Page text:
Posted by: bmeverett | July 6, 2009

The New York Times flunks math – again

On July 3, then New York Times ran an article headlined “Green Power Takes Root in the Chinese Desert.”  The first line of the article says it all, “As the United States takes its first steps toward mandating that power companies generate more electricity from renewable sources, China already has a similar requirement and is investing billions to remake itself into a green energy superpower.”  The Times also contends that “the rise of renewable energy, especially wind power, is helping to slow China’s steep growth in emissions of global warming gases”.   As always, China, that bastion of liberty, is getting it right, while we waste our time on petty politics.

Keith Bradsher, the Times’ Hong Kong Bureau Chief and author of this article, ought to do the math.  Not graduate-level linear regressions, but sixth-grade arithmetic.  Let’s look at the numbers.

China currently produces 78% of its electricity from coal – the highest carbon source of power.   Low-carbon natural gas accounts for about 2% of China’s electricity, while zero-carbon sources (hydroelectric, nuclear, wind and solar) account for 20%, most of it hydroelectric.  Wind power accounts for less than 1%.

The US, backward though we may be, produces half our electricity from coal, 20% from natural gas and 30% from renewables, mostly nuclear.  US wind contributes about 2%.

OK, but how about ten years from now when China is a “green energy superpower”?  According to the Energy Information Administration, in 2020, China will still be generating 72% of its power from coal, with 3% from natural gas and 24% from zero-carbon sources, including 1% from wind.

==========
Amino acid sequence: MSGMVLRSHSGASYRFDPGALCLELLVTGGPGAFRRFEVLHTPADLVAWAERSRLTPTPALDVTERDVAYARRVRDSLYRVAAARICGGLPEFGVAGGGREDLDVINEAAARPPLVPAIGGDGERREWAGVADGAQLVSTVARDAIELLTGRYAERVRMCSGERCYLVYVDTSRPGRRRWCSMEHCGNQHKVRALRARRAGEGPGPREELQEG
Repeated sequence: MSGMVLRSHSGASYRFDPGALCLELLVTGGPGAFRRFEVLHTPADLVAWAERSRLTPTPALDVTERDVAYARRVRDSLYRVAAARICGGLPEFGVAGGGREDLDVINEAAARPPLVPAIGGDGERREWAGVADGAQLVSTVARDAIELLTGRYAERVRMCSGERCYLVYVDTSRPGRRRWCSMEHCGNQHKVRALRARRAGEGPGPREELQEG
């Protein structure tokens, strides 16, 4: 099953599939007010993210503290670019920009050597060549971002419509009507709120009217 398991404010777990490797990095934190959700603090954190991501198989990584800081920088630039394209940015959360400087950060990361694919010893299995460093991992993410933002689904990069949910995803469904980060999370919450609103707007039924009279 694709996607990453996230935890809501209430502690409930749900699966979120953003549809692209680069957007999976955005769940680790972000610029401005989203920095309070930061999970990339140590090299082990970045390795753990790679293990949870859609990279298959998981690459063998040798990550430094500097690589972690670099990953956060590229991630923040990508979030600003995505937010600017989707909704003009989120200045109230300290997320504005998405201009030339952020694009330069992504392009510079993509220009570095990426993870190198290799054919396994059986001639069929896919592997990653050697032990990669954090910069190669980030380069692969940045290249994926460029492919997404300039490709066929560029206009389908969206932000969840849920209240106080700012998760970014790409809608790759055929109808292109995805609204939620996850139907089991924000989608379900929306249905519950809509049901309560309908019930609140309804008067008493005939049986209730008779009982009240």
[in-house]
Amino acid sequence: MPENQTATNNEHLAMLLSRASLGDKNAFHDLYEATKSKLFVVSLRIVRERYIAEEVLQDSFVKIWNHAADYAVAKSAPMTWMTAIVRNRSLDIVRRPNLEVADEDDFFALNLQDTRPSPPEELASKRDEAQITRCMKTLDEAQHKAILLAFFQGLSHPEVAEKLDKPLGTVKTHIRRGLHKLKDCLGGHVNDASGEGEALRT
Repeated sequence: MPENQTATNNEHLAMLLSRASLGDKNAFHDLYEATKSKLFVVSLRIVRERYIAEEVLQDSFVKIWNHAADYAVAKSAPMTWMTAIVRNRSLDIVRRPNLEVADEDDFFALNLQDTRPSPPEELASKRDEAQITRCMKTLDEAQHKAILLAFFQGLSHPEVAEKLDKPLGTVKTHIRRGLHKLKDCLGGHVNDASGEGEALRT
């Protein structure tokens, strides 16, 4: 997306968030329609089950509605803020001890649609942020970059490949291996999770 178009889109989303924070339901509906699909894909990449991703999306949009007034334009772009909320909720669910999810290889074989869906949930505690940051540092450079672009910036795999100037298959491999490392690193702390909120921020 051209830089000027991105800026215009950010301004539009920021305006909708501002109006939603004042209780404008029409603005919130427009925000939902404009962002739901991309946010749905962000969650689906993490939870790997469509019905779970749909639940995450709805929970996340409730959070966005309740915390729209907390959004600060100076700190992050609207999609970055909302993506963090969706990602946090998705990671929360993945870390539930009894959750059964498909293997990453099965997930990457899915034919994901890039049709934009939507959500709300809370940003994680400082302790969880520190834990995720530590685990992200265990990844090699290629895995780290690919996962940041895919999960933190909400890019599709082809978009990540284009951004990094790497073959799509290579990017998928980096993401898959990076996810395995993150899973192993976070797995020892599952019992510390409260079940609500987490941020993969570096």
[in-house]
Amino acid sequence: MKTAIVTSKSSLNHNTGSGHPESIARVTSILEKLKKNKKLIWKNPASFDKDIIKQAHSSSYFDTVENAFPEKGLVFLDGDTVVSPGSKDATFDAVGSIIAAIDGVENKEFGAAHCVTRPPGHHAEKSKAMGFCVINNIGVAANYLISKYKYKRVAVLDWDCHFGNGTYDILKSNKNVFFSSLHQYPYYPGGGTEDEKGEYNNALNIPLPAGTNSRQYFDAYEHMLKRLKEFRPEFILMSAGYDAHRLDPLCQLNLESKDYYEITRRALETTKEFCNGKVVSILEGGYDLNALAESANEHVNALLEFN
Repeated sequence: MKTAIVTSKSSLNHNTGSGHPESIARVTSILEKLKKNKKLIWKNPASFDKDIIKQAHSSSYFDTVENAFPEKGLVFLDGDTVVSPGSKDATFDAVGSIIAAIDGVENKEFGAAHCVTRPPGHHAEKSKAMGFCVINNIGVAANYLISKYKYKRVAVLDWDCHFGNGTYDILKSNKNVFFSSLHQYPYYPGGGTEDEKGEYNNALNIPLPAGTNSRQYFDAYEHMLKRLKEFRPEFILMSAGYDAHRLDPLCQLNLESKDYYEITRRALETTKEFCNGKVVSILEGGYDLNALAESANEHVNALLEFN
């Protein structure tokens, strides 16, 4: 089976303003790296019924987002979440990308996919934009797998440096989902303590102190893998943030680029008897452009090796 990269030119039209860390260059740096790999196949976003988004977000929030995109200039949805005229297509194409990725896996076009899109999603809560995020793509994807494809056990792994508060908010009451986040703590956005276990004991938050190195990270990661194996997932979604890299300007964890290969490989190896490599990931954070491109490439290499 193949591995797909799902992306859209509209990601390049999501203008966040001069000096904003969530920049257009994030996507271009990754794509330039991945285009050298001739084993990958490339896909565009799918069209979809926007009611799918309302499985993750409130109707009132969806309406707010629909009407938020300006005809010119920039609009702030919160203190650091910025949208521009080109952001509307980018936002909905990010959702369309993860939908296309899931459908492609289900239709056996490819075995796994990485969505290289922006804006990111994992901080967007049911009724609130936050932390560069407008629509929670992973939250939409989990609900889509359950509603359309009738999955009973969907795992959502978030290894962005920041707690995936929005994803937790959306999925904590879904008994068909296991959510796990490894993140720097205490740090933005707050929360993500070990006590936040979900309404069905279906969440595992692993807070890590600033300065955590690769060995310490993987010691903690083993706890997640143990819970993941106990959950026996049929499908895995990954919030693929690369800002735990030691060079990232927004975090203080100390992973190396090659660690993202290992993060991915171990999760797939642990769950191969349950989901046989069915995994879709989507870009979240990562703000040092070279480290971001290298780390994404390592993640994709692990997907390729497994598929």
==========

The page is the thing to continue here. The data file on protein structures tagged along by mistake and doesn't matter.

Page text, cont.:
The US will generate 47% of our power from coal, 20% from natural gas and 32% from zero-carbon sources with wind still at 2%.

How about total carbon emissions.  Right now, the US electric power industry emits about 2.2 billion metric tons of CO2 per year compared to China’s 2.9 billion mt, even though the US generates about 6% more electricity than China.  By 2020, the US power industry is projected to increase emissions to 2.4 billion mt – a rise of about 10%.  China, on the other hand, despite all its wonderful green policies, is projected to emit 4.3 billion metric tons – an increase of nearly 50% and almost twice what the US emits.

OK, Keith, you’re a better writer than I am, so I won’t redo your article for you.  If you do the math, however, here are the points you’ll want to make:

  1. The US generates less power from coal and more power from renewables than China does.
  2. The US emits less CO2 from power generation overall and less per kilowatt-hour.
  3. The US generates more wind power than China does.
  4. Over the next 10 years, CO2 emissions from US power plants will grow slightly, while Chinese emissions will skyrocket.
  5. In 10 years, the US will be generating twice as much wind power as China.
  6. In both countries, wind power will make a negligible contribution to electricity supply.

Maybe the term “green energy superpower” will fit somewhere in the article, but I doubt it.



  1. I wrote a paper on this in College, had i had your capability to articulate my thoughts and research, I may possibly have received a much better grade. Great Job!

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